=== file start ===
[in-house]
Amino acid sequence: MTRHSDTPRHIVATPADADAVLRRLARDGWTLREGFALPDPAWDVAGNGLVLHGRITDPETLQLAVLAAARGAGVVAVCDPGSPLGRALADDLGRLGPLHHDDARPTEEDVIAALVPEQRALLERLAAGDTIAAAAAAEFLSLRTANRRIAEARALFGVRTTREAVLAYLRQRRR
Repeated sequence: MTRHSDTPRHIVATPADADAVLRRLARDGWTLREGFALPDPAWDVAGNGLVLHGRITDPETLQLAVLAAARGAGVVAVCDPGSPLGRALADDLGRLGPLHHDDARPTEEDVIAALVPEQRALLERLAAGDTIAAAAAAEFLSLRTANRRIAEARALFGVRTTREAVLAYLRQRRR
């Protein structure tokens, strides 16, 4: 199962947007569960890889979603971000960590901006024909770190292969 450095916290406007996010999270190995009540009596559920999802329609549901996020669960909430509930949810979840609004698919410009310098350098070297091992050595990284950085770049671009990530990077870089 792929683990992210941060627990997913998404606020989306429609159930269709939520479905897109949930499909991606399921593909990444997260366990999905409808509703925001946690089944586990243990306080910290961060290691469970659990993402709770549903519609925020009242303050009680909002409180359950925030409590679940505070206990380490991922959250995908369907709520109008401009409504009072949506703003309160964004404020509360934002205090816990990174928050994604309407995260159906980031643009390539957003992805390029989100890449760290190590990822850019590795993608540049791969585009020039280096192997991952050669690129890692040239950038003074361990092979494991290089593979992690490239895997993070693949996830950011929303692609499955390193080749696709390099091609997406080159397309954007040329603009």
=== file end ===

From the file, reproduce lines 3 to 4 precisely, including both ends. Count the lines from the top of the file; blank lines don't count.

Repeated sequence: MTRHSDTPRHIVATPADADAVLRRLARDGWTLREGFALPDPAWDVAGNGLVLHGRITDPETLQLAVLAAARGAGVVAVCDPGSPLGRALADDLGRLGPLHHDDARPTEEDVIAALVPEQRALLERLAAGDTIAAAAAAEFLSLRTANRRIAEARALFGVRTTREAVLAYLRQRRR
């Protein structure tokens, strides 16, 4: 199962947007569960890889979603971000960590901006024909770190292969 450095916290406007996010999270190995009540009596559920999802329609549901996020669960909430509930949810979840609004698919410009310098350098070297091992050595990284950085770049671009990530990077870089 792929683990992210941060627990997913998404606020989306429609159930269709939520479905897109949930499909991606399921593909990444997260366990999905409808509703925001946690089944586990243990306080910290961060290691469970659990993402709770549903519609925020009242303050009680909002409180359950925030409590679940505070206990380490991922959250995908369907709520109008401009409504009072949506703003309160964004404020509360934002205090816990990174928050994604309407995260159906980031643009390539957003992805390029989100890449760290190590990822850019590795993608540049791969585009020039280096192997991952050669690129890692040239950038003074361990092979494991290089593979992690490239895997993070693949996830950011929303692609499955390193080749696709390099091609997406080159397309954007040329603009």